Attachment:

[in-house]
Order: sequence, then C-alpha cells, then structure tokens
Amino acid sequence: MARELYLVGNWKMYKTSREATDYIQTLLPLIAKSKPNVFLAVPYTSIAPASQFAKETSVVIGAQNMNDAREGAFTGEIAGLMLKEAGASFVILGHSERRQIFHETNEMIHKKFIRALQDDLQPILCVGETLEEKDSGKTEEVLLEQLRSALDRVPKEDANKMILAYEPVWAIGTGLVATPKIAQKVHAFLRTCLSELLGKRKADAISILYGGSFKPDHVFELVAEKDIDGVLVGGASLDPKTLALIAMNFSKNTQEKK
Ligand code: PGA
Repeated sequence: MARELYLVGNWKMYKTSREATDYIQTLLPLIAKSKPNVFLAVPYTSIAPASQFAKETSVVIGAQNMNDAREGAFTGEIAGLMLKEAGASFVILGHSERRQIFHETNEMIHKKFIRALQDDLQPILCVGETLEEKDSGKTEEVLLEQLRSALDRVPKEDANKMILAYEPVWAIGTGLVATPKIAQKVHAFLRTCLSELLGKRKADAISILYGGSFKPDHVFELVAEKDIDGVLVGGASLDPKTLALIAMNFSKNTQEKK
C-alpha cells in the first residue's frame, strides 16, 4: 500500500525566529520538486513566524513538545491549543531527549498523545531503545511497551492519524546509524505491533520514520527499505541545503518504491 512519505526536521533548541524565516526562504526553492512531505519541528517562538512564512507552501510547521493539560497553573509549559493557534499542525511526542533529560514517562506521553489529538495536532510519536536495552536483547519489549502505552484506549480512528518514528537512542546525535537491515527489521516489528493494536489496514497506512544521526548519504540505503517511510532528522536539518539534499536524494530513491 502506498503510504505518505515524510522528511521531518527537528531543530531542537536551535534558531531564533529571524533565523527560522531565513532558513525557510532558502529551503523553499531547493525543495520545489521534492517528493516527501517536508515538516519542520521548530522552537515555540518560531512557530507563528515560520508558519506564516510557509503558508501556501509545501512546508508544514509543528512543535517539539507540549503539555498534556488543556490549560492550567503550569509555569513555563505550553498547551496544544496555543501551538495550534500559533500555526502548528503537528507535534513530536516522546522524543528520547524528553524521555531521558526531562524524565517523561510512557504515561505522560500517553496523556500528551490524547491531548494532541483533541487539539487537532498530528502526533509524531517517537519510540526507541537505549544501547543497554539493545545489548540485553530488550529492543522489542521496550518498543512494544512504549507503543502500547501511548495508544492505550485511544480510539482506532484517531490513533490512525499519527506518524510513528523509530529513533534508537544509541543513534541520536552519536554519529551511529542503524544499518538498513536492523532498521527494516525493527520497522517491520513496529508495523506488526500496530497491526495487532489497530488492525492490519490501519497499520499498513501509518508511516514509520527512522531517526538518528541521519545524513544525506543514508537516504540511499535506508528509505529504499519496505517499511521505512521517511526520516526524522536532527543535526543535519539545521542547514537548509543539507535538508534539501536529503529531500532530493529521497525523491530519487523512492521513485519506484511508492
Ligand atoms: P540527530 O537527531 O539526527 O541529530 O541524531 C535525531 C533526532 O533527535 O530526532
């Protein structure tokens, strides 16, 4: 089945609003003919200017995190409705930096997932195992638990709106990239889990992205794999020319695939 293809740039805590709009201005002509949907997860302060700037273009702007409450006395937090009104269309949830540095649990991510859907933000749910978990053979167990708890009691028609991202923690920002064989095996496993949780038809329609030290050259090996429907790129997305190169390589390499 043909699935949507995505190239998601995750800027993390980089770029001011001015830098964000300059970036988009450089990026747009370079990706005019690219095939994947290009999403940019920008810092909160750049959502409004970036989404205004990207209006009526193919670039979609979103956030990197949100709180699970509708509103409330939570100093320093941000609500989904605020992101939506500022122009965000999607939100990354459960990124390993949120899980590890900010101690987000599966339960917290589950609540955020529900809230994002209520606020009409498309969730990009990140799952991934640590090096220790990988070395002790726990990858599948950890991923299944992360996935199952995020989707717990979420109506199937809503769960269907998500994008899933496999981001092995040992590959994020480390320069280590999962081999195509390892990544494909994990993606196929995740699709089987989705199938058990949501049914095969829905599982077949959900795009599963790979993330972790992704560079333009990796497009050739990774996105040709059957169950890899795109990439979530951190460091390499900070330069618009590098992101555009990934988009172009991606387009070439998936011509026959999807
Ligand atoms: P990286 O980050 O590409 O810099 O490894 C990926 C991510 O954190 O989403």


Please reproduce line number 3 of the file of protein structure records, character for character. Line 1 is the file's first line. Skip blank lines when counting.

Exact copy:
Amino acid sequence: MARELYLVGNWKMYKTSREATDYIQTLLPLIAKSKPNVFLAVPYTSIAPASQFAKETSVVIGAQNMNDAREGAFTGEIAGLMLKEAGASFVILGHSERRQIFHETNEMIHKKFIRALQDDLQPILCVGETLEEKDSGKTEEVLLEQLRSALDRVPKEDANKMILAYEPVWAIGTGLVATPKIAQKVHAFLRTCLSELLGKRKADAISILYGGSFKPDHVFELVAEKDIDGVLVGGASLDPKTLALIAMNFSKNTQEKK